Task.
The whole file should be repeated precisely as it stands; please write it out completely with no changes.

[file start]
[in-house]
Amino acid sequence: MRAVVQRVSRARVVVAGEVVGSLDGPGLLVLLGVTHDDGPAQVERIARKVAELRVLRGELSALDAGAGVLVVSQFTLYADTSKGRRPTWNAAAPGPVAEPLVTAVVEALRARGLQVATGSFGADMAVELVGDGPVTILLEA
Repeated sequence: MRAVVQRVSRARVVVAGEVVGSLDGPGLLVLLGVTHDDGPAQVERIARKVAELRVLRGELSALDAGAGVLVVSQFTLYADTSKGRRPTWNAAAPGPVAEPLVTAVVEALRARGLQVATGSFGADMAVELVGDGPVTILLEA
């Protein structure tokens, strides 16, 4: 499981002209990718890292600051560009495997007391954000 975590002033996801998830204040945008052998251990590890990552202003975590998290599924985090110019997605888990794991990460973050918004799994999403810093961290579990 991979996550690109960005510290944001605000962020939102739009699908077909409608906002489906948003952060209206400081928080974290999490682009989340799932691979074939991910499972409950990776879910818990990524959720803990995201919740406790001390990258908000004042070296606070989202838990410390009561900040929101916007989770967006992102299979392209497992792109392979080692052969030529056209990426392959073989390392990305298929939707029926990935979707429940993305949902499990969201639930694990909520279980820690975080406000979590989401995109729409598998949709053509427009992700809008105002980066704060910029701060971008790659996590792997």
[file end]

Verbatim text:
[in-house]
Amino acid sequence: MRAVVQRVSRARVVVAGEVVGSLDGPGLLVLLGVTHDDGPAQVERIARKVAELRVLRGELSALDAGAGVLVVSQFTLYADTSKGRRPTWNAAAPGPVAEPLVTAVVEALRARGLQVATGSFGADMAVELVGDGPVTILLEA
Repeated sequence: MRAVVQRVSRARVVVAGEVVGSLDGPGLLVLLGVTHDDGPAQVERIARKVAELRVLRGELSALDAGAGVLVVSQFTLYADTSKGRRPTWNAAAPGPVAEPLVTAVVEALRARGLQVATGSFGADMAVELVGDGPVTILLEA
């Protein structure tokens, strides 16, 4: 499981002209990718890292600051560009495997007391954000 975590002033996801998830204040945008052998251990590890990552202003975590998290599924985090110019997605888990794991990460973050918004799994999403810093961290579990 991979996550690109960005510290944001605000962020939102739009699908077909409608906002489906948003952060209206400081928080974290999490682009989340799932691979074939991910499972409950990776879910818990990524959720803990995201919740406790001390990258908000004042070296606070989202838990410390009561900040929101916007989770967006992102299979392209497992792109392979080692052969030529056209990426392959073989390392990305298929939707029926990935979707429940993305949902499990969201639930694990909520279980820690975080406000979590989401995109729409598998949709053509427009992700809008105002980066704060910029701060971008790659996590792997």